SutteerBarbara Sutter’s career in the the federal government totals thirty-two years. Seventeen years of her career were in Alaska, where she worked on the implementation of the Alaska Native Claims Settlement Act and the Alaska National Interest Land Claims Act. Her tenures include ten years each in the Bureau of Indian Affairs and the Federal Aviation Administration. In Alaska, she assisted individual Alaska Natives in acquiring their Native allotment and/or Townsite lots. Sutter was acting realty officer, acting rights protection officer, and acting superintendent for the Bureau of Indian Affairs, Juneau Area Office.

Sutter’s first assignment was Superintendent, Custer Battlefield National Monument. She assisted with legislation that changed the name to Little Bighorn Battlefield National Monument and authorized establishment of an Indian memorial. The Memorial’s significance is that it is the first time that the United States has recognized any Indian Warriors. The Indian Memorial was dedicated in 2003 with more than 3,000 visitors in attendance. Sutter’s final career assignment was the establishment of the Office of American Indian Trust Responsibility of the National Parks Service, Intermountain Region, in Denver. Her primary responsibility was liaison, working with Indian tribes whose use and occupancy of the lands predate the National Parks. Specific to the National Parks Service, she consulted with Indian tribes concerning the Wounded Knee Massacre Site, Devil’s Tower National Monument, Pipestone National Monument, and the Washita Battlefield National Monument.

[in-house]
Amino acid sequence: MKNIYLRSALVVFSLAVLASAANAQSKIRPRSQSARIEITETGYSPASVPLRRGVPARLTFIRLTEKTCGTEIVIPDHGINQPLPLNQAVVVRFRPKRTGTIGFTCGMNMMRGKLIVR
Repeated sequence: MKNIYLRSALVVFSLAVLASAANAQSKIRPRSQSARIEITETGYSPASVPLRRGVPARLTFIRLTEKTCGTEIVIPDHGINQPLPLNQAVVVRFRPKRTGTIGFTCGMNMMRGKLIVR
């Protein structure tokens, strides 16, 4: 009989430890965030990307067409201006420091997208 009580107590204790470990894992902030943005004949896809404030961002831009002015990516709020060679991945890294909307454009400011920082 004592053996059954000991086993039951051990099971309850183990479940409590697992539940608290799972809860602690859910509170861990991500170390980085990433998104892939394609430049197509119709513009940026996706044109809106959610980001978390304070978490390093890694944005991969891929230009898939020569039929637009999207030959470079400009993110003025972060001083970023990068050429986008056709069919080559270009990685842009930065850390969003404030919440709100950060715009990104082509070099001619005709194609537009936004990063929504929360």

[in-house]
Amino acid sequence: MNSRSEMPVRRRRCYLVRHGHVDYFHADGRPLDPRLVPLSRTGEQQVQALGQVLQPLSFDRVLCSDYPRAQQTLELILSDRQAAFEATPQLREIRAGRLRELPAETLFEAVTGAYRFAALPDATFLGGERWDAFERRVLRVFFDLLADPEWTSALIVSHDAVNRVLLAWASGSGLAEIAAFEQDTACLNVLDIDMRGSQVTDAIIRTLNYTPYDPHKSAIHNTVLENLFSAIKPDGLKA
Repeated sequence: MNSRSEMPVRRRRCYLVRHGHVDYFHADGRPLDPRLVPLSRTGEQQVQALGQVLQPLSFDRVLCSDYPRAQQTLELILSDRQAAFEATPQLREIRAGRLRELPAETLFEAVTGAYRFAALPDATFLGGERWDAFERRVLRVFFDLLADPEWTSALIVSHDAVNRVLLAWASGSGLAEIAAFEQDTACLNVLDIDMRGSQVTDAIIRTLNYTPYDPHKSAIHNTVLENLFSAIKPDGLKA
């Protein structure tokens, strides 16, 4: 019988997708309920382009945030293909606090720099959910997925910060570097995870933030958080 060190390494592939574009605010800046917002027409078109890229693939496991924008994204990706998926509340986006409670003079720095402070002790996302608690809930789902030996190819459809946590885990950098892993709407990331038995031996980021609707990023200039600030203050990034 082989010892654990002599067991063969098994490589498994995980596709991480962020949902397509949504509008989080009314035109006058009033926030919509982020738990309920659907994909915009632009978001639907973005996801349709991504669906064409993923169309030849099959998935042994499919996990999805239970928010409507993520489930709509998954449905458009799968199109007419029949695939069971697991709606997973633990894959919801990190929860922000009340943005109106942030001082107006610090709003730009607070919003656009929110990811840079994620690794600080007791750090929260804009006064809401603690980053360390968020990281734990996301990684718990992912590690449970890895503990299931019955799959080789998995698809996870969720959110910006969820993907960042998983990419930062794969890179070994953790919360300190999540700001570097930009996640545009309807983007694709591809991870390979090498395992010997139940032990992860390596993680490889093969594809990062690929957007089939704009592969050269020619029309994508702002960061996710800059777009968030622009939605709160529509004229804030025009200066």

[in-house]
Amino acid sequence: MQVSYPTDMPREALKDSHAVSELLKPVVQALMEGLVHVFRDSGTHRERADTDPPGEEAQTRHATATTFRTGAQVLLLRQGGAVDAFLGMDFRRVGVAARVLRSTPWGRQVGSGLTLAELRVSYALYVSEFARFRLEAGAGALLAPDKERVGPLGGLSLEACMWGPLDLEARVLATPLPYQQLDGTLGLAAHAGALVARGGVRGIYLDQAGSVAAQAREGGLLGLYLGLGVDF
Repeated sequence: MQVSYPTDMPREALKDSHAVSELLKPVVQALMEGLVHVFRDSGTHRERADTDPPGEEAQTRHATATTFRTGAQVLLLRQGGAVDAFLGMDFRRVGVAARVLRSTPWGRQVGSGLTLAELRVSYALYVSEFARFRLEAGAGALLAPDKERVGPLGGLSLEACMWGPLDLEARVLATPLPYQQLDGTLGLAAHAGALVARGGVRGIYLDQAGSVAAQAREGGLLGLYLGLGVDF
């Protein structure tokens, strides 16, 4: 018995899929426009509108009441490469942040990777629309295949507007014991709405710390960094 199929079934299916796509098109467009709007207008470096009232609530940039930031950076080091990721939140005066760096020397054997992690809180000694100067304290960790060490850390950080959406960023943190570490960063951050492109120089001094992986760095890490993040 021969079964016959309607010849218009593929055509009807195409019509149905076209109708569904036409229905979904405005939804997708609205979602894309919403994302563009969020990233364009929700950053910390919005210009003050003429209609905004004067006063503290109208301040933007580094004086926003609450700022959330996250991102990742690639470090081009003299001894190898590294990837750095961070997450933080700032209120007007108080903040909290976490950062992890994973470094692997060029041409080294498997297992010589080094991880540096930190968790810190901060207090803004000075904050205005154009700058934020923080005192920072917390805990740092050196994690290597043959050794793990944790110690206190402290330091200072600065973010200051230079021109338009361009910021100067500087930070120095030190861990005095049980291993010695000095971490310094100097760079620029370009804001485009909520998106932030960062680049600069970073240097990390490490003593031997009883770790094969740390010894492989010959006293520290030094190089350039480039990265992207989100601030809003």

In 1998, Congress mandated the National Parks Service to study the Sandy Creek Massacre Site in Southeast Colorado for inclusion in the National Parks System. Sutter wrote a Tribal Constitution Plan and assisted in gathering the oral histories of the descendent Cheyenne and Arapaho families. The descendents and the National ParksĀ  Service conducted archeological field surveys and collected and identified artifacts that substantiated the Indian Village site. Based upon the findings, Congress authorized the Sand Creek Massacre National Historic Site in 2001. Dedication was in 2007.